By  on November 9, 2011

Macy’s Inc. reported a strong third quarter and sees the pace continuing right through the holiday season.

“We purposely brought in inventory early for holiday setups so stores could have time to be organized early and could focus on selling execution as the momentum builds in the next week or two,” Terry J. Lundgren, Macy’s Inc.’s chairman, president and chief executive officer, told WWD.

Consumers, he said, will notice “so many improvements in designer and celebrity gifts that we didn’t have last year,” such as knit cap and glove combinations from Ralph Lauren, new sweaters from Tommy Hilfiger and a special fragrance set from Justin Bieber to be unveiled soon, as well as other gift items from Calvin Klein, Rachel Roy, Karl Lagerfeld and Betsey Johnson, among the designer lineup.

“We feel very prepared for the fourth quarter,” Karen Hoguet, chief financial officer, said during a conference call. “Our fourth-quarter merchandising and marketing strategies are terrific and should enable us to achieve our 4 to 4.5 percent comp-store sales guidance.”

The extra day between Thanksgiving and Christmas this year will boost results, she noted.

The all-around optimism was stoked by the quarterly results, posted Wednesday. Net income for the third quarter ended Oct. 31 rose to $139 million from $10 million a year ago as comparable-store sales grew 4 percent to total $5.85 billion, from $5.62 billion in the 2010 period. Earnings per share rose about 15 fold to 32 cents from 2 cents. The company also increased its full-year guidance for earnings per share to $2.70 to $2.75, from $2.60 to $2.65.

Lundgren credited the My Macy’s strategy of localizing assortments; accelerating online sales and better integrations across channels; the “magic selling” program coaching associates on customer engagement; better trends in higher-priced designer and bridge labels, and a strong credit performance as key factors behind the third-quarter success.

“We had a terrific quarter in most categories,” Lundgren observed. “Women’s accessories, watches, cosmetics, shoes, handbags, men’s dress shirts, furnishings and sportswear were all very strong. Parts of home were strong,” led by textiles, furniture and luggage.

The best store performers in the third quarter were Herald Square, Union Square in San Francisco and State Street and Water Tower Place in Chicago. Business was best across the entire South — east to west.

Macy’s has set a four-year, $400 million top-to-bottom renovation for the Herald Square flagship beginning next year, which will lead to some disruption in business, though Macy’s still expects the 2.2 million-square-foot flagship to generate year-over-year increases. The big capital outlay for Herald Square won’t reduce expenditures to spruce up branches, which will continue at the usual rate of 40 to 50 units annually, Hoguet said. The flagship renovation budget was already built into the overall capital budget, which, for next year alone, will be between $850 million and $900 million.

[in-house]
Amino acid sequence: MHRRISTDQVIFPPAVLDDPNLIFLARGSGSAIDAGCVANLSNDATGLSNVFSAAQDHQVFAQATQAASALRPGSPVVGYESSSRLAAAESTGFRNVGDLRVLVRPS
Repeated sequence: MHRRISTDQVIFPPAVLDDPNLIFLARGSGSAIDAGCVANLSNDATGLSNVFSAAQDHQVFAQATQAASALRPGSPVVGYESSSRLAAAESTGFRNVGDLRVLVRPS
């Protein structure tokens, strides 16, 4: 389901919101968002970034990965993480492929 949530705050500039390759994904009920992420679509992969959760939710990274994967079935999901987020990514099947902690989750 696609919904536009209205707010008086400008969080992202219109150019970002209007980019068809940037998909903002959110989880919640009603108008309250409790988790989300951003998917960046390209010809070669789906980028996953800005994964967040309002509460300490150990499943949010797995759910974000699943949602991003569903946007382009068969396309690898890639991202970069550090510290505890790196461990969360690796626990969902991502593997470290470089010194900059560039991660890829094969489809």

Adding to the optimism, Macy’s revealed three store openings, occurring at the Mall at Bay Plaza, Bronx, N.Y., in fall 2013 or spring 2014; in Bay Shore, N.Y., for fall 2013, which will be a replacement store, and at the Mall of Victor Valley, Victorville, Calif., in mid 2013. Two other Macy’s openings were previously announced for 2012.

Still, not everything clicked.

“Women’s apparel continues to be a mixed bag, with more of the casual and opening price points not performing as well,” Lundgren said. “There’s not enough newness and interest on the part of consumers.”

Juniors has also been weak, and cold weather categories have recently been disappointing, though Lundgren was confident that outerwear and boots will improve as temperatures drop. Macy’s officials are also hoping for some improvement in women’s traditional sportswear, particularly since a mainstay private brand, Charter Club, has been “retooled,” potentially leading to better sales for spring, Hoguet said.

Despite Macy’s selling trends, which have beat most competitors, the promotional cadence is unchanged. For holiday, “I think it’s pretty much going to be as it’s been the last couple of years, which is heavy,” Hoguet said. “Holiday periods are always promotional and I don’t think any of us could make them more so.…By the way, planned promotions tend to be profitable. It’s only when inventory is out of line with sales, which is not our case, that you get excessive markdowns and margin hits.”

One concern was Macy’s decline in gross margin, which was attributed to increased free shipping of items sold online, though merchandise margins were flat. Lundgren said “the evidence is clear” that the increase in sales from free shipping more than justified the margin hit. “Our online business is still growing at 40 percent. We will hit $2 billion in sales by 2012,” Lundgren predicted. Macy’s total volume last year was $25.7 billion.

Macy’s stock price fell 5.3 percent, or $1.71, closing at $30.45. Concerns over the European debt and a spike in Italian bond yields drove The Dow Jones Industrial Average down 389.24 points Tuesday.

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